Last night’s loss to the Red Sox was the 21st loss in a 1-run game this season for the Yankees. Their 13-21 record in 1-run games ranks as the worst in the AL, and the 3rd worst in MLB. Parlay that with 20 blown saves (only team with more is the Mariners), 4 of which have come from the $86M man Aroldis Chapman, and it helps paint a clearer picture of the Yankees’ 5.5 game deficit.
In 2016, the Yankees blew 16 saves the entire season. As of August 14th, they’ve exceeded that number by 4 already, yet find themselves 1.5 games up in the wild card standings. The 2017 season for the Yankees has been turbulent, to say the least, and the series against the Red Sox didn’t exactly give convincing evidence that things could go smoothly from here on out.
Let’s have a look at some stats that help tell the story from the past week of action.
Aroldis Chapman’s big game woes
Before entering Friday night’s game in the 9th inning to close the door after an epic rally to take the lead, Yankee fans had every reason to be confident in him. The last 23 batters he faced he didn’t give up a run, struck out 8, and didn’t give up a single walk.
Looking perhaps as timid as he did when he toed the rubber in Game 7 of the World Series, Chapman walked the first 3 batters, loading the bases with nobody out. If it wasn’t for an Aaron Hicks missile throw to gun down ex-Yankee Eduardo Nunez, the Yankees could have easily been swept this weekend. His blown save Sunday was his 4th of the year, the most amount of blown saves he’s given up in a season since 2013. Chapman is now 1 blown save away from tying his career high of 5 in a season. What’s maybe more impossible to fathom is that the home run he allowed to Devers was the 1st to a LHB since 2011, and the 103MPH pitch he hit it on was the fastest pitch hit for a homer in the statcast era (starting in 2008). This was also the first home run he has given up since that game-tying homer to Rajai Davis in Game 7.
Judge extends his strikeout streak to 30 games
After striking out 3 times on Sunday night, Judge did nothing to change the record setting pace he is on for strikeouts. Two games away from tying Adam Dunn’s streak of 32 games in 2012, Judge is also on his way to setting a new single season MLB strikeout record.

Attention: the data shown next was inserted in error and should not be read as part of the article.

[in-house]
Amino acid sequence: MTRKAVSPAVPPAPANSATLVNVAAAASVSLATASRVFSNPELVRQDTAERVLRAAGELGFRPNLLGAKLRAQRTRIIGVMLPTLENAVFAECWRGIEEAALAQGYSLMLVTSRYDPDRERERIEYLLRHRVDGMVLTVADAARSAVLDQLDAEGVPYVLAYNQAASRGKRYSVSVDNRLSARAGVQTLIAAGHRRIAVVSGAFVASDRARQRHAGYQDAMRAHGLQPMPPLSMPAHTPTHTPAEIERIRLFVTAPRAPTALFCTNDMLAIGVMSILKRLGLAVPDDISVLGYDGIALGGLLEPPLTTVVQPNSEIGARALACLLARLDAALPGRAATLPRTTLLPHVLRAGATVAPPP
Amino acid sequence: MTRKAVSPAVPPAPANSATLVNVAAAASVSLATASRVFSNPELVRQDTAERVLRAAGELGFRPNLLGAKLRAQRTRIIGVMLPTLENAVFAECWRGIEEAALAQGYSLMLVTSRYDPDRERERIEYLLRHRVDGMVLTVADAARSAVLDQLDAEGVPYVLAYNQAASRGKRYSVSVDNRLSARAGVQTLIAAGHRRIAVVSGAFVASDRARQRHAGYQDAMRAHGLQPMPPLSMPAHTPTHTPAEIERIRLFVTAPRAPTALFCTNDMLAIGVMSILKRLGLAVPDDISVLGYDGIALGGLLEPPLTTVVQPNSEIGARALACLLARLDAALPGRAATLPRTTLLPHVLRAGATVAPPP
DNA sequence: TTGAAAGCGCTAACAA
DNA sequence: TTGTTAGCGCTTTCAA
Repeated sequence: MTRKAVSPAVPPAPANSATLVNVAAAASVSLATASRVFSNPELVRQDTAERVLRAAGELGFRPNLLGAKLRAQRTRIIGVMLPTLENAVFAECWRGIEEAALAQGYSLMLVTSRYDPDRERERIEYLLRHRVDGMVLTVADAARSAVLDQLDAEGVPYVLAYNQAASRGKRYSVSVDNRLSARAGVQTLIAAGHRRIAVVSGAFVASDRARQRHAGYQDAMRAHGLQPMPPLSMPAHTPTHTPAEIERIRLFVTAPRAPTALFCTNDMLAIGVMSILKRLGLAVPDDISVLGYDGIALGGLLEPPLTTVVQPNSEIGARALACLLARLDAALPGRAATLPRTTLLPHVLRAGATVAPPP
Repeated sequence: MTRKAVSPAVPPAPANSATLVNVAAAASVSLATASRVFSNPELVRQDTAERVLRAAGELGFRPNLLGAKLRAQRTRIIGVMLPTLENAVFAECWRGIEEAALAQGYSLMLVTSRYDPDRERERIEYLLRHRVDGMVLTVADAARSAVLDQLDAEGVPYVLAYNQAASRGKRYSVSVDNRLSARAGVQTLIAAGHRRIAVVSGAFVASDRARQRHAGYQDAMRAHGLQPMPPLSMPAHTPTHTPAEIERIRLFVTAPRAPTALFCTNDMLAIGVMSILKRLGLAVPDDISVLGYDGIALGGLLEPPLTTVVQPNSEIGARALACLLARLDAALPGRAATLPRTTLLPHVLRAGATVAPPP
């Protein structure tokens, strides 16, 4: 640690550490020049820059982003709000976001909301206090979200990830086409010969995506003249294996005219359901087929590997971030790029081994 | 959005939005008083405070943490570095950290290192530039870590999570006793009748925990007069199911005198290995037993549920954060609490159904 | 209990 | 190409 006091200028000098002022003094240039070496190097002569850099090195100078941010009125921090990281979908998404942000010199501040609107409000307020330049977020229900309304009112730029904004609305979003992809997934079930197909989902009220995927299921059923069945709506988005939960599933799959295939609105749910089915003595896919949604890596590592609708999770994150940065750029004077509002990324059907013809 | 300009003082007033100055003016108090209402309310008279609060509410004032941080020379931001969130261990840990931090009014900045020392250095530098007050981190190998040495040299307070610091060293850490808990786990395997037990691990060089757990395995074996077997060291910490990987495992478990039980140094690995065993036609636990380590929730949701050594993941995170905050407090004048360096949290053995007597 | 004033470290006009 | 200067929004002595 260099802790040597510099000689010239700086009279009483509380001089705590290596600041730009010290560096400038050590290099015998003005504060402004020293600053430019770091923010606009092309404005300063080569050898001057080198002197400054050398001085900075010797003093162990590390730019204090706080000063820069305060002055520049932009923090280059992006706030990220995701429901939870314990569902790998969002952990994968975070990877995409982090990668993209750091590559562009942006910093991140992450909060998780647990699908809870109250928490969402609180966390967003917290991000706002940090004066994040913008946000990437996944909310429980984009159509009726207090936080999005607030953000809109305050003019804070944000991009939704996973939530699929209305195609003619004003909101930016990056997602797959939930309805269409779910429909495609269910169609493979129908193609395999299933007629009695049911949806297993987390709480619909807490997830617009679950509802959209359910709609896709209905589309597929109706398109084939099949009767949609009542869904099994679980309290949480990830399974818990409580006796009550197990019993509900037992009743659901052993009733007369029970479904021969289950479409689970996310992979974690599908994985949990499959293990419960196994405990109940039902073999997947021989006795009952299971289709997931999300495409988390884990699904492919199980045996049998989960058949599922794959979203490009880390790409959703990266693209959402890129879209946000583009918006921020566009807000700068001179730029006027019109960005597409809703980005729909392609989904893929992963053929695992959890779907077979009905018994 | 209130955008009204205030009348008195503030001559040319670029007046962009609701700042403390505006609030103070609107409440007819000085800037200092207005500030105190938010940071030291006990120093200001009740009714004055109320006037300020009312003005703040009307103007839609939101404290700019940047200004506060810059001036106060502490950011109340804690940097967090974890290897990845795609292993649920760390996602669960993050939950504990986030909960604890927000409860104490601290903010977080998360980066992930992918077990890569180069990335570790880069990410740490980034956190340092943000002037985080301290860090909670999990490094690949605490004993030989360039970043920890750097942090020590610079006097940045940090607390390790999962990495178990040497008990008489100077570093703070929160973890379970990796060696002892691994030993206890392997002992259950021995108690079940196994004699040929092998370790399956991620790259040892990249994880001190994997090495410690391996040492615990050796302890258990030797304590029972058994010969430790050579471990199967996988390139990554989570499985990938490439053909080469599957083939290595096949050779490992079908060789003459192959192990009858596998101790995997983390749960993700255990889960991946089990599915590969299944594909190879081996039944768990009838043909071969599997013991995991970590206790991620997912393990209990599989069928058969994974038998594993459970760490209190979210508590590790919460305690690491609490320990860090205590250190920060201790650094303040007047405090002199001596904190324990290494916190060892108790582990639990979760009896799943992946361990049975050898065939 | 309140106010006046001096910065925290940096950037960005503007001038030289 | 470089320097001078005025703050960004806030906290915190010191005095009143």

Whether you want to say the umpires have been expanding the zone, or he’s chasing that down and away slider like he did in 2016, Judge has been rendered useless in the 2nd half. Plain and simple.
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His .165 batting average is only in front of Ellsbury (.164), Wade (.158), and Holliday (.136). It should come as no surprise that his 46Ks is the most in the MLB since the break and his 155Ks on the year is just behind Miguel Sano’s 162.
If I could choose one stat that shows him dramatic drop-off it’s his OPS:
1.139OPS in the 1st half.
.663OPS in the 2nd half.
Since the Toronto series at the start of the week, Judge is 2-20 (.100/.333/.150) with 1 2B, 0HR, and 0RBI.
Since beginning the series with Toronto on Tuesday, the Yankees have yet again shown a dismal RISP output.
8/8 @ TOR: 2 for 7 (L 4-2)
8/9 @ TOR: 5 for 13 (W 11-5)
8/10 @ TOR: 0 for 9 (L 4-0)
8/11 vs BOS: 3 for 11 (W 5-4)
8/12 vs BOS: 1 for 5 (L 10-5)
8/13 vs BOS: 0 for 6 (L 3-2)
The Yankees’ went 11 for 51 with RISP this week, good for a .216 average. They leave 3.71 runners in scoring position per game, which ranks them 28th with RISP in baseball. As for leaving men on base, they are now the worst in the MLB, leaving 7.34 guys stranded per game.